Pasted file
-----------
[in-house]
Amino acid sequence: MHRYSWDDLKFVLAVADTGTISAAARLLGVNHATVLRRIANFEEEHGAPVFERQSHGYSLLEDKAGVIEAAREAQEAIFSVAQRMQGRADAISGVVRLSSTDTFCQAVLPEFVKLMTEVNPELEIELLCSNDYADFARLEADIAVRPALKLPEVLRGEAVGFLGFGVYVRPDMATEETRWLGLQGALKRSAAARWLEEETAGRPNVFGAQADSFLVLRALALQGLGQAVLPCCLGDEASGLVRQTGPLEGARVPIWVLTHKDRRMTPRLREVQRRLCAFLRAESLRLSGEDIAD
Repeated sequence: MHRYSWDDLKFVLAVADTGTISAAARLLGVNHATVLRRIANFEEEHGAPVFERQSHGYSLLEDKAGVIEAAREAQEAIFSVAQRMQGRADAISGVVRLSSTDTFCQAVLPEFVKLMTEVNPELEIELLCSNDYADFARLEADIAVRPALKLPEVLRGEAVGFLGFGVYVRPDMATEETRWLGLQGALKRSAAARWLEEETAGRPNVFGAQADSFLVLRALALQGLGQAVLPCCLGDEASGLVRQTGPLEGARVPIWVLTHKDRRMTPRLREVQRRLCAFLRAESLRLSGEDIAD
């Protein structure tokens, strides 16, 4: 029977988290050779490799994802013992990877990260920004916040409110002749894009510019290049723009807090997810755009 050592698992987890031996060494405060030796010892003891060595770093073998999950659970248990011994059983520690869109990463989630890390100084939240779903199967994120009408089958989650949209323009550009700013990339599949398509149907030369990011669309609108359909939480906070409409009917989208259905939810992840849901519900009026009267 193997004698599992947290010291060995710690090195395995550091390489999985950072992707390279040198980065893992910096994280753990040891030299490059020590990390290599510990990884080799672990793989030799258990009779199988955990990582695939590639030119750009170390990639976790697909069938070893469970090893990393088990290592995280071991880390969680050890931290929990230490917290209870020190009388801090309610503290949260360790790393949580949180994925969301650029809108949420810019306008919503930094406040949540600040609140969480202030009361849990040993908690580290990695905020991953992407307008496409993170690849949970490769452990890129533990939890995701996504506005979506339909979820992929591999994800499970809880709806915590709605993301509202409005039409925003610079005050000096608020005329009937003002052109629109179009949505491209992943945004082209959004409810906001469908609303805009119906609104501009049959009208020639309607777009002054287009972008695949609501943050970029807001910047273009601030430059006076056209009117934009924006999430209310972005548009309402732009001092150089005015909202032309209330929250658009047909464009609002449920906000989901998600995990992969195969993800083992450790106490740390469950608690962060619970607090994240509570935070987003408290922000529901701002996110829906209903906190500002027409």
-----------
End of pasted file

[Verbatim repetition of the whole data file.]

[in-house]
Amino acid sequence: MHRYSWDDLKFVLAVADTGTISAAARLLGVNHATVLRRIANFEEEHGAPVFERQSHGYSLLEDKAGVIEAAREAQEAIFSVAQRMQGRADAISGVVRLSSTDTFCQAVLPEFVKLMTEVNPELEIELLCSNDYADFARLEADIAVRPALKLPEVLRGEAVGFLGFGVYVRPDMATEETRWLGLQGALKRSAAARWLEEETAGRPNVFGAQADSFLVLRALALQGLGQAVLPCCLGDEASGLVRQTGPLEGARVPIWVLTHKDRRMTPRLREVQRRLCAFLRAESLRLSGEDIAD
Repeated sequence: MHRYSWDDLKFVLAVADTGTISAAARLLGVNHATVLRRIANFEEEHGAPVFERQSHGYSLLEDKAGVIEAAREAQEAIFSVAQRMQGRADAISGVVRLSSTDTFCQAVLPEFVKLMTEVNPELEIELLCSNDYADFARLEADIAVRPALKLPEVLRGEAVGFLGFGVYVRPDMATEETRWLGLQGALKRSAAARWLEEETAGRPNVFGAQADSFLVLRALALQGLGQAVLPCCLGDEASGLVRQTGPLEGARVPIWVLTHKDRRMTPRLREVQRRLCAFLRAESLRLSGEDIAD
């Protein structure tokens, strides 16, 4: 029977988290050779490799994802013992990877990260920004916040409110002749894009510019290049723009807090997810755009 050592698992987890031996060494405060030796010892003891060595770093073998999950659970248990011994059983520690869109990463989630890390100084939240779903199967994120009408089958989650949209323009550009700013990339599949398509149907030369990011669309609108359909939480906070409409009917989208259905939810992840849901519900009026009267 193997004698599992947290010291060995710690090195395995550091390489999985950072992707390279040198980065893992910096994280753990040891030299490059020590990390290599510990990884080799672990793989030799258990009779199988955990990582695939590639030119750009170390990639976790697909069938070893469970090893990393088990290592995280071991880390969680050890931290929990230490917290209870020190009388801090309610503290949260360790790393949580949180994925969301650029809108949420810019306008919503930094406040949540600040609140969480202030009361849990040993908690580290990695905020991953992407307008496409993170690849949970490769452990890129533990939890995701996504506005979506339909979820992929591999994800499970809880709806915590709605993301509202409005039409925003610079005050000096608020005329009937003002052109629109179009949505491209992943945004082209959004409810906001469908609303805009119906609104501009049959009208020639309607777009002054287009972008695949609501943050970029807001910047273009601030430059006076056209009117934009924006999430209310972005548009309402732009001092150089005015909202032309209330929250658009047909464009609002449920906000989901998600995990992969195969993800083992450790106490740390469950608690962060619970607090994240509570935070987003408290922000529901701002996110829906209903906190500002027409």